Thursday, 30 July 2009

Piglet update

Pigs love weeds. All gardeners should have one.

Sunday, 26 July 2009

Moving the pigs

The piglets are ten days old, and it's time to ear notch and turn the new pig family out into the big wide world. Well, into a large paddock with a spacious warm ark made tufty with straw.
Mum is encouraged into the stock box with a scoop of food, the door is shut and the piglets are gently contained in the barn. Each one is picked up and examined. Right number of evenly spaced teats (14)? Good shaped and sturdy body? Well marked for the breed? Properly formed mouth? All pass muster and there are a couple of exceptional ones. As each has their unique number notched into their ear I take them in my arms and cradle them. They sit in my embrace, snug, content, not struggling or squealing. I feel the most overwhelming sense of pride and pleasure. They have hot, strong little bodies and have quadrupled in size since birth. They are calm and happy. The sow is grunting softly, and one by one I put each piglet into the box with her, a separating hurdle between them so she doesn't trample on them as they are transported. In the paddock we pick up each piglet and put it into the back of the ark, deep in straw. The box is opened and Aunt Agatha sways out, looks about and then goes into the ark too. Text book.

Sunday, 19 July 2009

One hairy bat

A momentary respite from piglets. Can you believe the hairiness of this bat??
There it was, clinging to the bedroom curtain, upsidedown of course, one eye open, giving me the look. My, but you're hairy I said. I have no idea what it was thinking, but "you're one to talk" might have been in its mind.
There's enough of the fluffy matter there to create a decent portion of chest wig. I am now on the hunt for a small gold medallion to hang around its neck. Just to complete the outfit.

Friday, 17 July 2009

And finally....

...Nine piglets, popped out like corks from a bottle of fizz.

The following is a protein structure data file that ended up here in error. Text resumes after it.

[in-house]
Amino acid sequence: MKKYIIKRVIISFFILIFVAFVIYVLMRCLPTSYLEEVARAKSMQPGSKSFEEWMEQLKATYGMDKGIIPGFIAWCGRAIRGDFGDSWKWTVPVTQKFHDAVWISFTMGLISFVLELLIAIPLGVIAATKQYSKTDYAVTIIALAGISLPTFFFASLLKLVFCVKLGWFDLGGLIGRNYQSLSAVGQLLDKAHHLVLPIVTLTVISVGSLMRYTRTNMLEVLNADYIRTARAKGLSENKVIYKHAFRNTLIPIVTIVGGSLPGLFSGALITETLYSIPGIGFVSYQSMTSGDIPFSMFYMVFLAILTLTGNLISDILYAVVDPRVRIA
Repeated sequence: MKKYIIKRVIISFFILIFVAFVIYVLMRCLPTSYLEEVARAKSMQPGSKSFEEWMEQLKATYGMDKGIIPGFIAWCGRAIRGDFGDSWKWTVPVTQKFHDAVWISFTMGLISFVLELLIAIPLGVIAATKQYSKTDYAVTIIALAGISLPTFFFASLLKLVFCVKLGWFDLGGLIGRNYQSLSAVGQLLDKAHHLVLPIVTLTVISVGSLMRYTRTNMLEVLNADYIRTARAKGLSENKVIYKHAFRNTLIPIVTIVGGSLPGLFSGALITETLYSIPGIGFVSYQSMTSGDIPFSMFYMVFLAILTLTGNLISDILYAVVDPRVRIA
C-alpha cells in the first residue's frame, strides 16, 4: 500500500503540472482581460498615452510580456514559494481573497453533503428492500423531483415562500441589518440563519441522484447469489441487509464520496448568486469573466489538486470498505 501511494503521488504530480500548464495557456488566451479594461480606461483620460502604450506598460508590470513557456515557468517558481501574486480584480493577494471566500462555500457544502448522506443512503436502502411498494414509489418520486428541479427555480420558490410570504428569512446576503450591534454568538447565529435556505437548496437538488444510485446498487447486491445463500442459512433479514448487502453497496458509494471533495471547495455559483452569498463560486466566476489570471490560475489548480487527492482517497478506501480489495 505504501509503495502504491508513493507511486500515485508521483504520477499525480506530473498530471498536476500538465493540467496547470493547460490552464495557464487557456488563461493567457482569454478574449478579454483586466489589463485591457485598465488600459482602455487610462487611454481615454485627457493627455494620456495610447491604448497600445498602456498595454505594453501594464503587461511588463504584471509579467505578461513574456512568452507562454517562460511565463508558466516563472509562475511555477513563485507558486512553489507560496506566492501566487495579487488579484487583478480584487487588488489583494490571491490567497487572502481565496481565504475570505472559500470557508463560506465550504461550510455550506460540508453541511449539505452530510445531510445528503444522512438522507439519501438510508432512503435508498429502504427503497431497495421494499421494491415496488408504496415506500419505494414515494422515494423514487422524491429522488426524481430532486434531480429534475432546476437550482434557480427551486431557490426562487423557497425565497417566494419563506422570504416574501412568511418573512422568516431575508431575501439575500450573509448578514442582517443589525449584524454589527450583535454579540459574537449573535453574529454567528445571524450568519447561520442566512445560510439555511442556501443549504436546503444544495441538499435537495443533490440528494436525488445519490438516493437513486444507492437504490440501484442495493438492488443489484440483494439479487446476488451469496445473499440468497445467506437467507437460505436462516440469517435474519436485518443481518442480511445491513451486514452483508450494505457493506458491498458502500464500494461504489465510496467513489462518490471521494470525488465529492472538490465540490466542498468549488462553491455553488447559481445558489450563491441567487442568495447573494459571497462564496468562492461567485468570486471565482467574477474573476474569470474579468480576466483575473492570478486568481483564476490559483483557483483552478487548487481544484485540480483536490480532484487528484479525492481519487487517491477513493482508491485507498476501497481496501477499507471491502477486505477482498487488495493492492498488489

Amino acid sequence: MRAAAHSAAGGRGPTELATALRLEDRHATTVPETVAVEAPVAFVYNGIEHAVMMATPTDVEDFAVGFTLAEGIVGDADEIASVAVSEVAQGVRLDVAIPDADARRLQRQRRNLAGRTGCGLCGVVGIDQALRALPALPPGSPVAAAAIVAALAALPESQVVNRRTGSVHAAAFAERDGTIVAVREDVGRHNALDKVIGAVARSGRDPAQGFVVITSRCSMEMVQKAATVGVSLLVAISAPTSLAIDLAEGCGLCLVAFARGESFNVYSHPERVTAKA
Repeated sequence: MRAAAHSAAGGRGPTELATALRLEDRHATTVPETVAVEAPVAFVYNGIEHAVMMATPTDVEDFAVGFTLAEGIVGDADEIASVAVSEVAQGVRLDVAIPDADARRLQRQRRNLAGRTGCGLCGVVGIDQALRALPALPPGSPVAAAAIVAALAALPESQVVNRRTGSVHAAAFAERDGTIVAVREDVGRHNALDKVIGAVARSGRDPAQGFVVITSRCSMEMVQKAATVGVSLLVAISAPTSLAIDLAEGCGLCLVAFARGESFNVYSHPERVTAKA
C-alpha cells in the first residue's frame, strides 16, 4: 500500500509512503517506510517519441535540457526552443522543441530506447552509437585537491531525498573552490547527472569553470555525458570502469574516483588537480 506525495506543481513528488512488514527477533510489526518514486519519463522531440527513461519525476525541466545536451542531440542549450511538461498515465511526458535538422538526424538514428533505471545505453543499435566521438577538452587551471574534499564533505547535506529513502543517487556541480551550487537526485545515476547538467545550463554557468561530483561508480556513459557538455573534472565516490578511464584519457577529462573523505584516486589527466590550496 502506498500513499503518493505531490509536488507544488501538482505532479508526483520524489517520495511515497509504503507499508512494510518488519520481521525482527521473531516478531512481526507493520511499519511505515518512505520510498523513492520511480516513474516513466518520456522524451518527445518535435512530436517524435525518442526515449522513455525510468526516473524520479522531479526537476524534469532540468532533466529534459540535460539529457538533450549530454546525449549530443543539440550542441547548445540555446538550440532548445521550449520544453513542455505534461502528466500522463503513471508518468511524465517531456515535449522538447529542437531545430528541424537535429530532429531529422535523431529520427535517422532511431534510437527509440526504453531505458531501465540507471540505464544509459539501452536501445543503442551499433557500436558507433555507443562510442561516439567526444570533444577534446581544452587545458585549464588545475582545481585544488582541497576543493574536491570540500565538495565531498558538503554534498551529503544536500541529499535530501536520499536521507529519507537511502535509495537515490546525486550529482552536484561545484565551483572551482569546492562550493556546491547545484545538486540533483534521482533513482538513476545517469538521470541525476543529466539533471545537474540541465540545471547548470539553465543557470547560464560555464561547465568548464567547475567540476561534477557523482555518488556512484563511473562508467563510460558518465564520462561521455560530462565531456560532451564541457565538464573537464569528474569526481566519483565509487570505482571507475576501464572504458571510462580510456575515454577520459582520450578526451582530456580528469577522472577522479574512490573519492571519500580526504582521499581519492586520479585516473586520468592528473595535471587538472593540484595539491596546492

On the 118th day, at 6pm she started to nest. I was expecting 115 days, but no, the Berkshire likes to take longer than other pigs, (something I'd never read about before). By 9.30pm there were contractions. By 11.30pm there were two piglets, by 12.30pm there were seven, and sometime between then and 4am whilst I wasn't looking, two more had appeared. So here they are, no more than nine hours old.
Mother and small ones are sleeping for England between bouts of frenzied feeding. Haven't had a chance to sex them yet.

Tuesday, 7 July 2009

Aunt Agatha

In just a few days Aunt Agatha is due to farrow. After some military planning she was brought into the barn, and settled quickly to the deep straw, regular supplies of pea pods and frequent rubs. She shivers ecstatically under energetic fingers. When she lies down I can see the piglets move in her wonderfully large belly, and her rear teats are huge, the ones towards the front slowly filling with milk.
This evening I hung the heat lamp over the creep area and she came to investigate. She can't reach it, but she has sniffed and taken its scent into her memory bank. I turned it on to see how she would react, but after some minor curiosity she simply scratched her sides and arse against the creep bars and lay down once more. I've turned off the lamp, but I'm hoping that when the piglets come, she won't now be unnerved by the glowing red beacon.
The piglets probably don't need the heat lamp at this time of year but I want to make sure that they are attracted to the creep area and can retreat if they feel their mother flopping to the ground; inadvertent killing of small young piglets by huge ponderous mothers is not so much frequent as an expected part of every birth - no doubt that's why they can have so many in a litter.
I am all eager anticipation and nervousness, but for now we two commune, sharing oinks and snorts like a pair of biddies at bingo.

Monday, 6 July 2009

Cheerful creatures - for now